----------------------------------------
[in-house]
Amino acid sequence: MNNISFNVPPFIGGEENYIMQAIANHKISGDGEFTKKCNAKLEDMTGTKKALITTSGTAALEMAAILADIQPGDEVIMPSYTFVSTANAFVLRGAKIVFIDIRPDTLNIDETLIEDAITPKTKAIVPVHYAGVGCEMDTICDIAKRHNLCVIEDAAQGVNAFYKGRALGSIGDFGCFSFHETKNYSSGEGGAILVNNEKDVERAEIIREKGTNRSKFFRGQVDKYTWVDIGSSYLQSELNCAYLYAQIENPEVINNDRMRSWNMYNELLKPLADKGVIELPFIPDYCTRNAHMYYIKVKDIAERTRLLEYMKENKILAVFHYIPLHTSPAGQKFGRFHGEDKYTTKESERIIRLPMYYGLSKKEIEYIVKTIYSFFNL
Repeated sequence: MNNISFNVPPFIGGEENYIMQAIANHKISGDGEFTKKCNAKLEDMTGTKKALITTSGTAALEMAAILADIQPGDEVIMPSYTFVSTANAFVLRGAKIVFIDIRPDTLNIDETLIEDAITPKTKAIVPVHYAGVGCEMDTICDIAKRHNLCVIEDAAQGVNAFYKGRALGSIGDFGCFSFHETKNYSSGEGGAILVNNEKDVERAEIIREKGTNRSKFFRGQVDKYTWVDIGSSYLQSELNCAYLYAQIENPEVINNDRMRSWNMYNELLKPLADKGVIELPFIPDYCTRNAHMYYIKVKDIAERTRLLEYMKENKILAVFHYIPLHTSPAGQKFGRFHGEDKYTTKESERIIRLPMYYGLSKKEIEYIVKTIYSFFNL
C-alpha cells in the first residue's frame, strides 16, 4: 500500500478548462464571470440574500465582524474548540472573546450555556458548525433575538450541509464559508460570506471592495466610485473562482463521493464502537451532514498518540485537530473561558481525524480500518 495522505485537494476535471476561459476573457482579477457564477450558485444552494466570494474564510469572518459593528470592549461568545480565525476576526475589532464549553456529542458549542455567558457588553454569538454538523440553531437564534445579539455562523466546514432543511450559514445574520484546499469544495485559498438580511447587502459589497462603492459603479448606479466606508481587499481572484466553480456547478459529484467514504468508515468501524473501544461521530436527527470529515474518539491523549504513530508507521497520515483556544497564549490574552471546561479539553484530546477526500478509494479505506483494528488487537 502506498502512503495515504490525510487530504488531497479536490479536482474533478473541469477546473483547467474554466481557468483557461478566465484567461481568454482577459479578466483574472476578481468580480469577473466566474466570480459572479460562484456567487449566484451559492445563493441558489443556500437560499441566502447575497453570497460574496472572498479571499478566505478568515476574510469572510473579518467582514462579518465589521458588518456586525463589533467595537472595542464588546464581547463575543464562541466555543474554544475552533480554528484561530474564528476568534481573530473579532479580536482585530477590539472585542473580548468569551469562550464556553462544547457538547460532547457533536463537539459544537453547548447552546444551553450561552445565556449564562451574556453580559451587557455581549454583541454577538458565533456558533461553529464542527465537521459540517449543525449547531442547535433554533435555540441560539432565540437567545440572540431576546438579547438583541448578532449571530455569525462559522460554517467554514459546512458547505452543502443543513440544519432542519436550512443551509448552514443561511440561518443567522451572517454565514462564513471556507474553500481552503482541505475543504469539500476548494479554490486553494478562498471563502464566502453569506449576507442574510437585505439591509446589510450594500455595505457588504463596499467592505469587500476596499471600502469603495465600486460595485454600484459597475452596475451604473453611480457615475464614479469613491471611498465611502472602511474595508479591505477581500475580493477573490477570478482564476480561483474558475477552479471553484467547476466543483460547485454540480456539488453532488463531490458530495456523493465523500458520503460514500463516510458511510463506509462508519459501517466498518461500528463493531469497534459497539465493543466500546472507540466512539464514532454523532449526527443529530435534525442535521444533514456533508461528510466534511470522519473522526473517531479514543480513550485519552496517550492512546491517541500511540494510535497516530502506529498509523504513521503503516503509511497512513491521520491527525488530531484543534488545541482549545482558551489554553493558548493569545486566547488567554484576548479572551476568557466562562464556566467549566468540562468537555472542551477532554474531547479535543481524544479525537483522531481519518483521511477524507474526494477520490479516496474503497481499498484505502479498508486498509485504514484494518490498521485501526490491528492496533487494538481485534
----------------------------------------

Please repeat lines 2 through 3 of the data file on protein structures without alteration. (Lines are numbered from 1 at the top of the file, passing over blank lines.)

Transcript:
Amino acid sequence: MNNISFNVPPFIGGEENYIMQAIANHKISGDGEFTKKCNAKLEDMTGTKKALITTSGTAALEMAAILADIQPGDEVIMPSYTFVSTANAFVLRGAKIVFIDIRPDTLNIDETLIEDAITPKTKAIVPVHYAGVGCEMDTICDIAKRHNLCVIEDAAQGVNAFYKGRALGSIGDFGCFSFHETKNYSSGEGGAILVNNEKDVERAEIIREKGTNRSKFFRGQVDKYTWVDIGSSYLQSELNCAYLYAQIENPEVINNDRMRSWNMYNELLKPLADKGVIELPFIPDYCTRNAHMYYIKVKDIAERTRLLEYMKENKILAVFHYIPLHTSPAGQKFGRFHGEDKYTTKESERIIRLPMYYGLSKKEIEYIVKTIYSFFNL
Repeated sequence: MNNISFNVPPFIGGEENYIMQAIANHKISGDGEFTKKCNAKLEDMTGTKKALITTSGTAALEMAAILADIQPGDEVIMPSYTFVSTANAFVLRGAKIVFIDIRPDTLNIDETLIEDAITPKTKAIVPVHYAGVGCEMDTICDIAKRHNLCVIEDAAQGVNAFYKGRALGSIGDFGCFSFHETKNYSSGEGGAILVNNEKDVERAEIIREKGTNRSKFFRGQVDKYTWVDIGSSYLQSELNCAYLYAQIENPEVINNDRMRSWNMYNELLKPLADKGVIELPFIPDYCTRNAHMYYIKVKDIAERTRLLEYMKENKILAVFHYIPLHTSPAGQKFGRFHGEDKYTTKESERIIRLPMYYGLSKKEIEYIVKTIYSFFNL